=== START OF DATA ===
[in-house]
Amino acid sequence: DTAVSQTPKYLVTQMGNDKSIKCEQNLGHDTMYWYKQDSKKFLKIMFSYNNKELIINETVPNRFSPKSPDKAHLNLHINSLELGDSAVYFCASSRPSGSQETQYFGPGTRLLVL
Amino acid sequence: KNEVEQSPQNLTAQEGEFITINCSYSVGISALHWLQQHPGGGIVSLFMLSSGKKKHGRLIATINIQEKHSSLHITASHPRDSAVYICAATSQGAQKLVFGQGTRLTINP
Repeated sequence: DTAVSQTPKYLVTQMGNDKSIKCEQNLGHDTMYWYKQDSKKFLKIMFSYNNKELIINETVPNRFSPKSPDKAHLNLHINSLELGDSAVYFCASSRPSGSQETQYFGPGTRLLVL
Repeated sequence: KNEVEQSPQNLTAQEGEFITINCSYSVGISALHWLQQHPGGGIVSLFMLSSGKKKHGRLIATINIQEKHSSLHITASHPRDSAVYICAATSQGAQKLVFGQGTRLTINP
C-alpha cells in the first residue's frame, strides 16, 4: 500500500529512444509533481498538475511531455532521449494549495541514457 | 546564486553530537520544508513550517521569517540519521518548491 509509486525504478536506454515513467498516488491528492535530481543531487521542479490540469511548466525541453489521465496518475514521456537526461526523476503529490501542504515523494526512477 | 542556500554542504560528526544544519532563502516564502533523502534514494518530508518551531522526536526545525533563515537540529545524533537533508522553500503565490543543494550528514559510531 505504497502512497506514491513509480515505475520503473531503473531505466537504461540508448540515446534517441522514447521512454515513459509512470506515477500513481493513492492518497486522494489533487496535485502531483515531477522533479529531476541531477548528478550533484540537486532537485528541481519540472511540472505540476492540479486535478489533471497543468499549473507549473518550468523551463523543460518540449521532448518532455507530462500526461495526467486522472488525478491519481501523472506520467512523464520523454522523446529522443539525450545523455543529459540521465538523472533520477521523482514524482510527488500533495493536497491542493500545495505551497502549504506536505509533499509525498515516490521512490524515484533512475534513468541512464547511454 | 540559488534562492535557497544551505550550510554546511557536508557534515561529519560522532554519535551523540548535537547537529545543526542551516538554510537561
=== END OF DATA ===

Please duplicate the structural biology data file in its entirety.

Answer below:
[in-house]
Amino acid sequence: DTAVSQTPKYLVTQMGNDKSIKCEQNLGHDTMYWYKQDSKKFLKIMFSYNNKELIINETVPNRFSPKSPDKAHLNLHINSLELGDSAVYFCASSRPSGSQETQYFGPGTRLLVL
Amino acid sequence: KNEVEQSPQNLTAQEGEFITINCSYSVGISALHWLQQHPGGGIVSLFMLSSGKKKHGRLIATINIQEKHSSLHITASHPRDSAVYICAATSQGAQKLVFGQGTRLTINP
Repeated sequence: DTAVSQTPKYLVTQMGNDKSIKCEQNLGHDTMYWYKQDSKKFLKIMFSYNNKELIINETVPNRFSPKSPDKAHLNLHINSLELGDSAVYFCASSRPSGSQETQYFGPGTRLLVL
Repeated sequence: KNEVEQSPQNLTAQEGEFITINCSYSVGISALHWLQQHPGGGIVSLFMLSSGKKKHGRLIATINIQEKHSSLHITASHPRDSAVYICAATSQGAQKLVFGQGTRLTINP
C-alpha cells in the first residue's frame, strides 16, 4: 500500500529512444509533481498538475511531455532521449494549495541514457 | 546564486553530537520544508513550517521569517540519521518548491 509509486525504478536506454515513467498516488491528492535530481543531487521542479490540469511548466525541453489521465496518475514521456537526461526523476503529490501542504515523494526512477 | 542556500554542504560528526544544519532563502516564502533523502534514494518530508518551531522526536526545525533563515537540529545524533537533508522553500503565490543543494550528514559510531 505504497502512497506514491513509480515505475520503473531503473531505466537504461540508448540515446534517441522514447521512454515513459509512470506515477500513481493513492492518497486522494489533487496535485502531483515531477522533479529531476541531477548528478550533484540537486532537485528541481519540472511540472505540476492540479486535478489533471497543468499549473507549473518550468523551463523543460518540449521532448518532455507530462500526461495526467486522472488525478491519481501523472506520467512523464520523454522523446529522443539525450545523455543529459540521465538523472533520477521523482514524482510527488500533495493536497491542493500545495505551497502549504506536505509533499509525498515516490521512490524515484533512475534513468541512464547511454 | 540559488534562492535557497544551505550550510554546511557536508557534515561529519560522532554519535551523540548535537547537529545543526542551516538554510537561